Traditional university education isn’t the only option. Take advantage of the growing industry of online learning and use your time to take some free courses available on the internet. A lot of high-quality websites offer courses in topics from coding to the history of humankind. Check out Coursera, Alison, edX, or LinkedIn Learning to see what courses are available that might interest you. Some of these platforms even offer certificate programs, an accomplishment that would look great on a resume.

3. Volunteer. While there will likely be plenty of options for volunteering at a local food or animal shelter, there are organizations everywhere that don’t have the financial capacity to hire the staff they need. Sharpen your coding skills by helping a nonprofit build a website, or enhance your public speaking skills by volunteering as a docent at a local museum. Websites like VolunteerMatch offer search functions to help connect you with available positions by industry and skills needed. Adding a volunteer position to your resume can look just as valuable as an internship and demonstrate to potential employers that you are a willing and dedicated worker.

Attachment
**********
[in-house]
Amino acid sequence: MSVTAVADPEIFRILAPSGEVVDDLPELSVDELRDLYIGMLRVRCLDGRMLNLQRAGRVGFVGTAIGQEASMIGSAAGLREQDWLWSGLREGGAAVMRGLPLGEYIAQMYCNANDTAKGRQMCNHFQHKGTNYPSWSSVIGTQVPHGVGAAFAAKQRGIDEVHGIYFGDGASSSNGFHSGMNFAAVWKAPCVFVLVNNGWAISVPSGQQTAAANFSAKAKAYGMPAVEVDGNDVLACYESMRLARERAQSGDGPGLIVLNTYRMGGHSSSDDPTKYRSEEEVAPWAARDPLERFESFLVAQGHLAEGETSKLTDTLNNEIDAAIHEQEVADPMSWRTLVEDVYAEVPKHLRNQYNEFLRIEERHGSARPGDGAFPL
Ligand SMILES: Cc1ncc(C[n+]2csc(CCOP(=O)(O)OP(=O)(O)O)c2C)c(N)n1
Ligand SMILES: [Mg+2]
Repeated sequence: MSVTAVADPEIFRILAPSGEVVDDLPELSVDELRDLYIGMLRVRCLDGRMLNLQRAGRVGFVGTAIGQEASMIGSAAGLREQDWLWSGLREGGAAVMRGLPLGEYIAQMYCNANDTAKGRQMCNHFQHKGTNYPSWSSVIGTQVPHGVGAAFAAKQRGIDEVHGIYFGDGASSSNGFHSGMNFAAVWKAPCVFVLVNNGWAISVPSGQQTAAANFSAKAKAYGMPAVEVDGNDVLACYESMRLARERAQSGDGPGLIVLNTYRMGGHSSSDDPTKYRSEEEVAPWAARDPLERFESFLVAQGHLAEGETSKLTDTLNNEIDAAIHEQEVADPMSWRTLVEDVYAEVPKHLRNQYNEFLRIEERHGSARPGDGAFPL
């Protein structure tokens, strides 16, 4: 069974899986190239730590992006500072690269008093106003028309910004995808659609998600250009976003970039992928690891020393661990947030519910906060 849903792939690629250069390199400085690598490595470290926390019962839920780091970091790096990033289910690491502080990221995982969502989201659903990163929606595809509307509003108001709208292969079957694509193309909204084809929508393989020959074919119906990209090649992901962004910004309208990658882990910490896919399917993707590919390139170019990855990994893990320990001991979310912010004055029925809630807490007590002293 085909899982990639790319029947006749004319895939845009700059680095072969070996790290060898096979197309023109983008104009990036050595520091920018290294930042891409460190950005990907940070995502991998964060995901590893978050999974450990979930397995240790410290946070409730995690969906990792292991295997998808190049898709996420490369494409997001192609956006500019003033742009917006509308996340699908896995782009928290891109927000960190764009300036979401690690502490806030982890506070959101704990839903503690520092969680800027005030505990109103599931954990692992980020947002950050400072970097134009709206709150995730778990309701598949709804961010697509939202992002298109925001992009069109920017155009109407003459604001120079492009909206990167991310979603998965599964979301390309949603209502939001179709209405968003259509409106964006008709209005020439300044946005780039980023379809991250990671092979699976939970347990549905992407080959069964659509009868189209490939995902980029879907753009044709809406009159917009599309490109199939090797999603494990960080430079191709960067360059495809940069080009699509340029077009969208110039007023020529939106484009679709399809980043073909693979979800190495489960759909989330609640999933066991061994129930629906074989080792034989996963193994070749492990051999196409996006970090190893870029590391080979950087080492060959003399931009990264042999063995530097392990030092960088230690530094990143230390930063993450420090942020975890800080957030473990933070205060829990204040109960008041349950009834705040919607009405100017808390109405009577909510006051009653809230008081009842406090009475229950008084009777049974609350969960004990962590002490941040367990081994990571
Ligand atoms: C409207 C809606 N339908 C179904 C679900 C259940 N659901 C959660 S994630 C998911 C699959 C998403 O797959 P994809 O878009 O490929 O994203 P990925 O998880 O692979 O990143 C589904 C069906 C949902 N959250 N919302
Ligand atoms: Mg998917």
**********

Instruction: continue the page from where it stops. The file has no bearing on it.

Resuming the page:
4. Network, join a club, build your community. Now that your days are open and free of a rigid class schedule, you can spend your time connecting with family friends and alumni who currently work in the industry or a position you are interested in. Reach out personally, whether by phone, email, or LinkedIn and ask if they have time to sit down with you for a cup of coffee and conversation. Don’t be afraid to ask if there are other opportunities they can help you with; even shadowing them for a day could be a worthwhile experience and would introduce you to more potential connections in the industry.

Think about building a network outside of those you already know. Consider joining a club; whether a running group, book club, or kickball league, clubs are a great way to expand your community and network with people inside and outside your industry, all while having fun!